2017-05-01

    Grizzly bears (Ursus arctos horribilis) have evolved remarkable metabolic adaptations including enormous fat accumulation during the active season followed by fasting during hibernation. However, these fluctuations in body mass do not cause the same harmful effects associated with obesity in humans. To better understand these seasonal transitions, we performed insulin and glucose tolerance tests in captive grizzly bears, characterized the annual profiles of circulating adipokines, and tested the anorectic effects of centrally administered leptin at different times of the year. We also used bear gluteal adipocyte cultures to test insulin and beta-adrenergic sensitivity in vitro. Bears were insulin resistant during hibernation but were sensitive during the spring and fall active periods. Hibernating bears remained euglycemic, possibly due to hyperinsulinemia and hyperglucagonemia. Adipokine concentrations were relatively low throughout the active season but peaked in mid-October prior to hibernation when fat content was greatest. Serum glycerol was highest during hibernation, indicating ongoing lipolysis. Centrally administered leptin reduced food intake in October, but not in August, revealing seasonal variation in the brain's sensitivity to its anorectic effects. This was supported by strong phosphorylated signal transducer and activator of transcription 3 labeling within the hypothalamus of hibernating bears; labeling virtually disappeared in active bears. Adipocytes collected during hibernation were insulin resistant when cultured with hibernation serum but became sensitive when cultured with active season serum. Heat treatment of active serum blocked much of this action. Clarifying the cellular mechanisms responsible for the physiology of hibernating bears may inform new treatments for metabolic disorders.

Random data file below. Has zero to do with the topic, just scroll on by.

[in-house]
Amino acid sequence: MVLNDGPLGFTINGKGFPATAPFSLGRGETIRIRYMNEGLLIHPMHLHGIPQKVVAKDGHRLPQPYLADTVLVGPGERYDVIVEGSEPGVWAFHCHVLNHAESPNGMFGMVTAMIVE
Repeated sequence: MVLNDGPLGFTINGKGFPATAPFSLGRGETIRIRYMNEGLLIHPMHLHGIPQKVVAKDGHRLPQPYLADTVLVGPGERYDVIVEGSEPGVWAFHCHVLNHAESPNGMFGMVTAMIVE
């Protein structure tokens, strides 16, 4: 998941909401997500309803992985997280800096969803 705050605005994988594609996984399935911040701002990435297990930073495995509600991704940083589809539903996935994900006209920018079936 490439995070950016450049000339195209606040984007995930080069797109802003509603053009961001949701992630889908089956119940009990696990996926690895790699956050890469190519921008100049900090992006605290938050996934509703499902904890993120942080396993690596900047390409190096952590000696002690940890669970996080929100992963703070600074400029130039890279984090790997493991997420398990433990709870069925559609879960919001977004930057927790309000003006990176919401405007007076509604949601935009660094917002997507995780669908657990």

17. Effects of ingredients of Korean brown rice cookies on attenuation of cholesterol level and oxidative stress in high-fat diet-fed mice

    Science.gov (United States)

    Hong, Sun Hee; Kim, Mijeong; Woo, Minji

    2017-01-01

    BACKGROUND/OBJECTIVES Owing to health concerns related to the consumption of traditional snacks high in sugars and fats, much effort has been made to develop functional snacks with low calorie content. In this study, a new recipe for Korean rice cookie, dasik, was developed and its antioxidative, lipid-lowering, and anti-inflammatory effects and related mechanisms were elucidated. The effects were compared with those of traditional rice cake dasik (RCD), the lipid-lowering effect of which is greater than that of traditional western-style cookies. MATERIALS/METHODS Ginseng-added brown rice dasik (GBRD) was prepared with brown rice flour, fructooligosaccharide, red ginseng extract, and propolis. Mice were grouped (n = 7 per group) into those fed a normal AIN-76 diet, a high-fat diet (HFD), and HFD supplemented with RCD or GBRD. Dasik in the HFD accounted for 7% of the total calories. The lipid, reactive oxygen species, and peroxynitrite levels, and degree of lipid peroxidation in the plasma or liver were determined. The expression levels of proteins involved in lipid metabolism and inflammation, and those of antioxidant enzymes were determined by western blot analysis. RESULTS The plasma and hepatic total cholesterol concentrations in the GBRD group were significantly decreased via downregulation of sterol regulatory element-binding protein-2 and 3-hydroxy-3-methylglutaryl-CoA reductase (P < 0.05). The hepatic peroxynitrite level was significantly lower, whereas glutathione was higher, in the GBRD group than in the RCD group. Among the antioxidant enzymes, catalase (CAT) and glutathione peroxidase (GPx) were significantly upregulated in the GBRD group (P < 0.05). In addition, nuclear factor-kappaB (NF-κB) expression in the GBRD group was significantly lower than that in the RCD group. CONCLUSIONS GBRD decreases the plasma and hepatic cholesterol levels by downregulating cholesterol synthesis. This new dasik recipe also improves the antioxidative and anti